x Abu Dhabi, UAETuesday 16 January 2018

French vote could threaten future of euro

The prospect of left-wing dominance of French political life casts uncertainty over the battle to save the euro and find a way out of financial chaos for debt-ridden Europe.

MARSEILLE // France decides its destiny today with François Hollande's socialists seeking a parliamentary majority to strengthen his presidential authority in increasingly stormy dealings with Germany.

With the second round of the legislative elections vying for page one space with France's win against Ukraine at Euro 2012, the right's hopes of preventing what it calls a "blank cheque" for Mr Hollande rest on its ability to persuade disillusioned supporters to vote.

Four voters in 10 abstained in last Sunday's first round, leading Nicolas Sarkozy's Union for a Popular Movement (UMP) to warn that a repeat today would inflict "irreparable damage" on the French economy.

The final opinion polls of the campaign varied only in the extent of the likely socialist victory over the right.

Mr Hollande's party needs 289 seats for an absolute majority and the last three surveys produced projections of between 284 and 330, with even the lower figure enough to ensure comfortable rule with the support of close allies.

The prospect of a new era of left-wing dominance of French political life casts a cloud of uncertainty over the battle to save the euro and find a way out of financial chaos for debt-ridden Europe.

Mr Hollande's relations with the conservative German chancellor, Angela Merkel, are in a critical state as she accuses him of pursuing a "false debate" between growth and budgetary rigour.

The French president's approach has dismayed the German leader, raising serious questions about the immediate future of the close Franco-German ties that have been a cornerstone of European stability since the Second World War.

During the past week, he has ruffled more feathers by welcoming leaders of German's opposition social democrats to the Elysée and making common cause in Rome with the Italian prime minister, Mario Monti, on alternatives to the programme of austerity that Mrs Merkel considers essential.

Concerned at signs of diminishing solidarity at the heart of the single currency area, the chancellor said measures to encourage growth and also to secure budgetary consolidation had always been central to the zone's strategy. "Both pillars belong together in the European crisis, both pillars are indispensable," Mrs Merkel said. "But both pillars rest on the conviction that we can only overcome the crisis by tackling it at its root: massive indebtedness, loss of competitiveness in some states and the failure of Europe to adhere to its own rules."

The relationship between leaders of the euro zone's two biggest economies will come under renewed scrutiny when they meet at this week's Group of 20 economic summit in Mexico and at European Union talks at the end of the month.

Mr Hollande has also had to deal with the issue of solidarity at home after his "first lady" Valérie Trierweiler's tweet of support for a rebel socialist who faces a straight run-off with his former partner, Ségolène Royal, in the western constituency of Charente-Maritime.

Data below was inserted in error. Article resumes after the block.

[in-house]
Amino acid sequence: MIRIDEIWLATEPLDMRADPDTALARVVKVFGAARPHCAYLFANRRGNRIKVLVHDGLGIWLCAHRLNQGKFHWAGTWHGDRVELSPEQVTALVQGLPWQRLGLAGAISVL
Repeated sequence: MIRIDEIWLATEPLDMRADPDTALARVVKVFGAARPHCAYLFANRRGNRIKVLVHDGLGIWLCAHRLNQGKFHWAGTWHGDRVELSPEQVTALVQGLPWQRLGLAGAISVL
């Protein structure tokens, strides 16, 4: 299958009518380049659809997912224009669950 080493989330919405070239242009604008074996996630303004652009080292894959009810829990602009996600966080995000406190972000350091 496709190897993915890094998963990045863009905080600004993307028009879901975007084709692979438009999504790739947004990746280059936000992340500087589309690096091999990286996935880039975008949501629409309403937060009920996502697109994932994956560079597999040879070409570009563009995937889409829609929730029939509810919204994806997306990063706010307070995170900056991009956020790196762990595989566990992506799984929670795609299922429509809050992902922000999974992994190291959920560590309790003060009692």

One poll suggested an emphatic win for the dissident, Olivier Falorni, who refused to stand aside to allow Ms Royal, a former presidential candidate and mother of Mr Hollande's four children, a clear path back to parliament.

The expected defeat of Ms Royal in such circumstances is a source of acute embarrassment to the socialist party. Some observers judge that while it is a storm Mr Hollande is able to ride, he must be concerned that Ms Trierweiler, a strong-willed political journalist, shows signs of being something of a loose cannon at the Elysée.

On matters of policy, the president has marked his first month in office by approving ministerial announcements of a string of left-leaning steps towards the sort of change he promised in his Elysée campaign.

As well as heartening socialist supporters by dwelling on the need for growth, he has promised measures ranging from a cap on public sectors bosses' pay with a ceiling of €450,000 (Dh2.1 million) a year, higher taxes on personal fortunes, the recruitment of more primary schoolteachers and an easing of Mr Sarkozy's contentious pensions reforms.

The right has denounced the socialists' plans as "disastrous". Jean-François Copé, the UMP general secretary, accuses the president of basing his strategy on a "denial of reality" and lacking clarity on Europe.

Today's election will also determine the fate of a number of prominent French political figures. Among those in danger of losing their seats are Claude Guéant, who was Mr Sarkozy's hardline interior minister, and Francois Bayrou, the leader of the enfeebled centrists.

The far-right, anti-immigration and eurosceptic Front National hopes to win a presence in parliament for the first time in 14 years, with its leader, Marine Le Pen, well placed to triumph in the northern constituency of Hénin-Beaumont, where she won 42 per cent of the vote to top the first-round poll.

Mr Sarkozy himself is said to have indicated privately that he sees little chance of his party halting the socialists' march, but also has concerns of his own to contemplate. His presidential immunity expired at midnight on Friday and he is now liable to be questioned in at least two affairs of allegedly illegal party funding.